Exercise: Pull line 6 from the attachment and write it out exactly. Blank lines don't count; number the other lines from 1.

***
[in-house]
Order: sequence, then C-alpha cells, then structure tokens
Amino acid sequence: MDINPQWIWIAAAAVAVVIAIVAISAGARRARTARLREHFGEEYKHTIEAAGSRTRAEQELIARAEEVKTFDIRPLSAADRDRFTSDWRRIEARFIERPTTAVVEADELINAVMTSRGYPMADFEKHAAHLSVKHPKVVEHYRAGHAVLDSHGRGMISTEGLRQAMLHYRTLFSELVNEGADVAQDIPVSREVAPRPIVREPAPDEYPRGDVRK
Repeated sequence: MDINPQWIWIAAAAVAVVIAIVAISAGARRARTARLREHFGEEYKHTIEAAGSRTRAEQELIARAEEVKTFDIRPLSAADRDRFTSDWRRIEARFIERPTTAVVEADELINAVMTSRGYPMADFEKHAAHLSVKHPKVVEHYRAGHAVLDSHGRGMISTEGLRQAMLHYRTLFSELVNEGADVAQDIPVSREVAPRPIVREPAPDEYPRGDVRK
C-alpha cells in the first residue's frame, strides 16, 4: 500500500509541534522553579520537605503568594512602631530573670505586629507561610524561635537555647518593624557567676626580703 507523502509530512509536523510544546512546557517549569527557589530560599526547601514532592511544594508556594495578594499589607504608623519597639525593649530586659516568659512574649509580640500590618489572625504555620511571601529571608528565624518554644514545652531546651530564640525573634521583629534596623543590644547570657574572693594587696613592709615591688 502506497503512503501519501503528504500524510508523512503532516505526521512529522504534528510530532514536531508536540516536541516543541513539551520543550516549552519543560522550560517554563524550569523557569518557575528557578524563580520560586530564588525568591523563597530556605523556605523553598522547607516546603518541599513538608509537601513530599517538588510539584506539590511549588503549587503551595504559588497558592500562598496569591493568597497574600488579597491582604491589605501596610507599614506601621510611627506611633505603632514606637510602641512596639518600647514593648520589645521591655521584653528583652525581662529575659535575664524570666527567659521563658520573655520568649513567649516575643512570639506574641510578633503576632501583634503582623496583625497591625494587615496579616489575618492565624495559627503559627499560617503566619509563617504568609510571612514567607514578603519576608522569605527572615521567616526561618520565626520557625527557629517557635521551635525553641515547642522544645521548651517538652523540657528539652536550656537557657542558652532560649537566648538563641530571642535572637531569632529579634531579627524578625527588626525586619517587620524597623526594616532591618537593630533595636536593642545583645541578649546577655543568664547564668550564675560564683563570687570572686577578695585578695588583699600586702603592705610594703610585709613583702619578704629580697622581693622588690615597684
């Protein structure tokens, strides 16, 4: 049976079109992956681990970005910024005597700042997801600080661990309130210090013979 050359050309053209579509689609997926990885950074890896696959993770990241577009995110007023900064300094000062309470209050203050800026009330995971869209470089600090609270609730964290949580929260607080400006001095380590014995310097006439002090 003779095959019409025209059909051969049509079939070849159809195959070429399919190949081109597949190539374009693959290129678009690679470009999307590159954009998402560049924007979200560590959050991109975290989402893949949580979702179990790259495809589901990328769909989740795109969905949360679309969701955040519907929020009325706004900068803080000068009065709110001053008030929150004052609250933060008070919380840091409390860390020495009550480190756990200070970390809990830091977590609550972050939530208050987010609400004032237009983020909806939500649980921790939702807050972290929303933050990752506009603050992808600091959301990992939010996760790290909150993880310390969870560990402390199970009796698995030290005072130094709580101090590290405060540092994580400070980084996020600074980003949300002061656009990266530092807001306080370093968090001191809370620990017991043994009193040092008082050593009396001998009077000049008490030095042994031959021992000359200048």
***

């Protein structure tokens, strides 16, 4: 049976079109992956681990970005910024005597700042997801600080661990309130210090013979 050359050309053209579509689609997926990885950074890896696959993770990241577009995110007023900064300094000062309470209050203050800026009330995971869209470089600090609270609730964290949580929260607080400006001095380590014995310097006439002090 003779095959019409025209059909051969049509079939070849159809195959070429399919190949081109597949190539374009693959290129678009690679470009999307590159954009998402560049924007979200560590959050991109975290989402893949949580979702179990790259495809589901990328769909989740795109969905949360679309969701955040519907929020009325706004900068803080000068009065709110001053008030929150004052609250933060008070919380840091409390860390020495009550480190756990200070970390809990830091977590609550972050939530208050987010609400004032237009983020909806939500649980921790939702807050972290929303933050990752506009603050992808600091959301990992939010996760790290909150993880310390969870560990402390199970009796698995030290005072130094709580101090590290405060540092994580400070980084996020600074980003949300002061656009990266530092807001306080370093968090001191809370620990017991043994009193040092008082050593009396001998009077000049008490030095042994031959021992000359200048």